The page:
The Only SEO Strategy That Works (Cutting Through The Bullsh*t)

The only SEO strategy that works

This is a guest post from Evan Bailyn from First Page Sage.

Larry Page and Sergey Brin started Google with a vision – to organize the web in a truly democratic way, where the collective wisdom of the people determines which websites rise to the top.

In their view, online search results ought to be ordered based on a system of “link popularity,” similar to the way we elect our politicians – the more votes you receive, the higher the likelihood of winning. In the case of websites, “votes” are earned when other websites link to you – a system so intuitive that many webmasters don’t even realize they’re passing info on to Google. The sites with the highest link popularity – in terms of both quantity and quality – pop to the top of the first page of search results.

That is how Google’s algorithm functioned back in 1996 when Larry and Sergey wrote their original research paper at Stanford, creating Google. And that is how Google’s algorithm functions today.

I am always amazed at how “SEO experts” describe the process of Google optimization. Even I get confused when I watch some of the presentations out there. It seems as if there are simply too many factors to consider. Well, I’ve used SEO as the foundation for 5 successful businesses and – without tooting my own horn too much – gotten websites to the top of Google for the keywords “games,” “personal injury lawyer,” and “web design company,” and I can tell you, there really isn’t that much to it.

Here is how SEO works:

Google works kind of like middle school, where popularity is king. Instead of friends though, your website is seeking links from other websites. Like middle school, quantity of friends alone is not the biggest factor in popularity; it’s also how popular each of those friends is. If I have 10 friends, I’m decently popular, but I’m still way behind the guy with 5 friends who are the five most popular kids in school. It’s the same with Google: if your website has links coming from Apple, Microsoft, and Yahoo, its “link popularity” is going to be sky high, way more so than a website with 100 links from small websites.

Ahrefs - Track your link popularity

Link popularity is one of the most important metrics of your website.  Tools like help you determine how many links point to your site.

Now, link popularity is only one of two important factors in SEO. While it basically determines how likely Google is to place your site on the first page of the search results for a given search term, Google still needs to determine what those search terms are.  In other words, what might somebody type into Google’s search box in order to find your site?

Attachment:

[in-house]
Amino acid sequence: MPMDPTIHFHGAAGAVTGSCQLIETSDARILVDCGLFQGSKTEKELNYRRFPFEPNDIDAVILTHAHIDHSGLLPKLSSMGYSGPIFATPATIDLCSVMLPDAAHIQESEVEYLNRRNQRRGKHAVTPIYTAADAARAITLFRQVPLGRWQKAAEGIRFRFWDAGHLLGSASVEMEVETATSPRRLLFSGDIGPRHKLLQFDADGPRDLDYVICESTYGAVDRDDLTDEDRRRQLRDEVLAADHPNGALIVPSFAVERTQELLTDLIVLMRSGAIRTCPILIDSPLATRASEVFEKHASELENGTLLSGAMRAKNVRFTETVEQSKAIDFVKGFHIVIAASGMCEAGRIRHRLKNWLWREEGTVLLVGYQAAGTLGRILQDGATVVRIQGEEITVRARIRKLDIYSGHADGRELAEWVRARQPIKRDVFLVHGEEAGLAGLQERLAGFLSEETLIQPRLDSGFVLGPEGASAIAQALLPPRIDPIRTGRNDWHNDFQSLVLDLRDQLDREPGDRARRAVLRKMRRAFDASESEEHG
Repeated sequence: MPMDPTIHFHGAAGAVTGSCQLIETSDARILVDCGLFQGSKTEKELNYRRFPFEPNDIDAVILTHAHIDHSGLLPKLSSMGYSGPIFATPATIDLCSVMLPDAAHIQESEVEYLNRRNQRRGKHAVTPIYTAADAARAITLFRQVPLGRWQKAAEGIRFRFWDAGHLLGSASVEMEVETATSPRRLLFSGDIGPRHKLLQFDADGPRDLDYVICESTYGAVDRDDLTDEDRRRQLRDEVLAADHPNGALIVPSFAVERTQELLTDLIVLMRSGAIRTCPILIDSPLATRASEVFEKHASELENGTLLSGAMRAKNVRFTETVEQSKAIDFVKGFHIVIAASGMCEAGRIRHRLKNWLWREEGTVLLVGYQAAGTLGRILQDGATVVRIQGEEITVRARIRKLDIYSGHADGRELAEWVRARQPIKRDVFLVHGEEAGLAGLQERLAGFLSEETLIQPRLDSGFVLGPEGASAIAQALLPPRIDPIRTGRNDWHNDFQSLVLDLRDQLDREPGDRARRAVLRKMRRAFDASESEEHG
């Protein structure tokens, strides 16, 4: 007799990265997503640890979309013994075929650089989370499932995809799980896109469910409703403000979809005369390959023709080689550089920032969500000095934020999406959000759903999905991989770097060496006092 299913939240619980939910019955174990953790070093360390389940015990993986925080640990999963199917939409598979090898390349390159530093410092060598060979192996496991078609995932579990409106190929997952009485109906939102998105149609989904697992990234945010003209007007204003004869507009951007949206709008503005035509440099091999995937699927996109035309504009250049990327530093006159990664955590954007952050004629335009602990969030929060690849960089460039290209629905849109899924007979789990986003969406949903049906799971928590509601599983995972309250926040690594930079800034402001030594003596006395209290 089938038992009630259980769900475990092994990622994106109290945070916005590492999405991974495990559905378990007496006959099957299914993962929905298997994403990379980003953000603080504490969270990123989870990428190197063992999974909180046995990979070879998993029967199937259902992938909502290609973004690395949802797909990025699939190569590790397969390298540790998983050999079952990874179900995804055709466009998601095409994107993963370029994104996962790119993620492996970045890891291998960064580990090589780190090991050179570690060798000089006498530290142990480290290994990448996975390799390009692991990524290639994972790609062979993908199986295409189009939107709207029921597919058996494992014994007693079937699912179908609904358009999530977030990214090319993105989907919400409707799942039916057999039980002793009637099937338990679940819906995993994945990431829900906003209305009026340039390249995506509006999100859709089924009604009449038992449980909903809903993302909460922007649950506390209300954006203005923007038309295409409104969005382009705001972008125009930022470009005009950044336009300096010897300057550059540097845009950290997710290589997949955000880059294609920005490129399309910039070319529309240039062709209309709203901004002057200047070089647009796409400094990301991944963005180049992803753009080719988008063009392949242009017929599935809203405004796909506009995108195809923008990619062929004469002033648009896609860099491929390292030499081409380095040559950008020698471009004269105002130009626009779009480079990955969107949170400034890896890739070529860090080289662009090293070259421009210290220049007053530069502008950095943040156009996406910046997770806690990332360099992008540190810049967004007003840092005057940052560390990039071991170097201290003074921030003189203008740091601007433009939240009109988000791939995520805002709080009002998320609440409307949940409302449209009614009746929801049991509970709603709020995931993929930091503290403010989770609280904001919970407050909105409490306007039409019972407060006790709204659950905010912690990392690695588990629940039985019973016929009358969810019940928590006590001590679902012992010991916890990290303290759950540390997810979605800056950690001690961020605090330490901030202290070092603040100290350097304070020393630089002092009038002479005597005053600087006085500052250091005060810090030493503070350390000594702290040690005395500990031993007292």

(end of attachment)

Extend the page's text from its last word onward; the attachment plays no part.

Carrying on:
Google has several ways of determining this, but the only one that matters is your meta page title. Every page on your site has a meta page title. It is your way of broadcasting to Google what that page is about.  It is also your opportunity to include search phrases that you’d like that web page to show up for.

For example, the meta page title of the home page of this blog is “socialmouths – Kick-ass social media advice for the real entrepreneur.” Francisco, the owner of this site, is essentially telling Google that his home page is about those words. Therefore, if you type in “social media advice for entrepreneurs,” shows up on the first page.

Meta Page Title

The meta page title is so important to Google that Google uses it as the title of its search result listing for that web page.

Of course, if didn’t have good link popularity, it might show up on page 5 or page 10, where nobody would see it.  It would still be in the running, but far behind.

Link popularity and meta page titles are, ultimately, the two factors that Google uses to order their search results. When someone types “example search phrase” into Google, having those three words in the meta page title of one of your site’s pages puts it in the running to show up as a result, and having a high link popularity is what pushes it to the front of the pack.

Now that you know how SEO works, I’ll summarize the only SEO strategy that works today, in 2012:

Create fantastic content as often as possible, share it with other website owners frequently, and try to get as many links as possible. Again, socialmouths is a great case study here. By putting out great content all the time, the site made its way to my friend Tom, who shared it on Facebook. I saw it there, clicked on it, and became a fan. When I reference the site in the future on my own blog, my link will count towards socialmouths’ link popularity. In essence, socialmouths has (without necessarily meaning to), executed the ideal SEO strategy: it has convinced people like me to link to it simply because we like it.  At some point in the future, because of the site’s high link popularity, a Google search for “the only SEO strategy that works” will return this blog entry. This being only one of thousands of pages on the site, you can see how Google would become a top referrer of traffic to socialmouths, bringing fresh readers to the site daily.

There is more to learn, of course – namely, how to effectively ask for links from other websites, how to steer clear of Google penalties, and how to structure your meta page titles so they are friendly to both humans and search engines. But we’ll leave those to a future post. For now, I’ll be content if you feel like you understand SEO just a little bit better.